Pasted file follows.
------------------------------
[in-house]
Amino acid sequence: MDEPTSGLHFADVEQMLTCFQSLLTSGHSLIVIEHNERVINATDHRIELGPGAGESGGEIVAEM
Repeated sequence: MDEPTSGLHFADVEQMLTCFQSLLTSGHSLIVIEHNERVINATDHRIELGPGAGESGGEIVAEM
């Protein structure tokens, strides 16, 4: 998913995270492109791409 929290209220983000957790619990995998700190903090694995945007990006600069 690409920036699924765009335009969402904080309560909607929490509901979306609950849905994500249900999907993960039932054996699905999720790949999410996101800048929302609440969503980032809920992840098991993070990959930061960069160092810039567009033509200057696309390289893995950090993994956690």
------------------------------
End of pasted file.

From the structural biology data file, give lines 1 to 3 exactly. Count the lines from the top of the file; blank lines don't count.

[in-house]
Amino acid sequence: MDEPTSGLHFADVEQMLTCFQSLLTSGHSLIVIEHNERVINATDHRIELGPGAGESGGEIVAEM
Repeated sequence: MDEPTSGLHFADVEQMLTCFQSLLTSGHSLIVIEHNERVINATDHRIELGPGAGESGGEIVAEM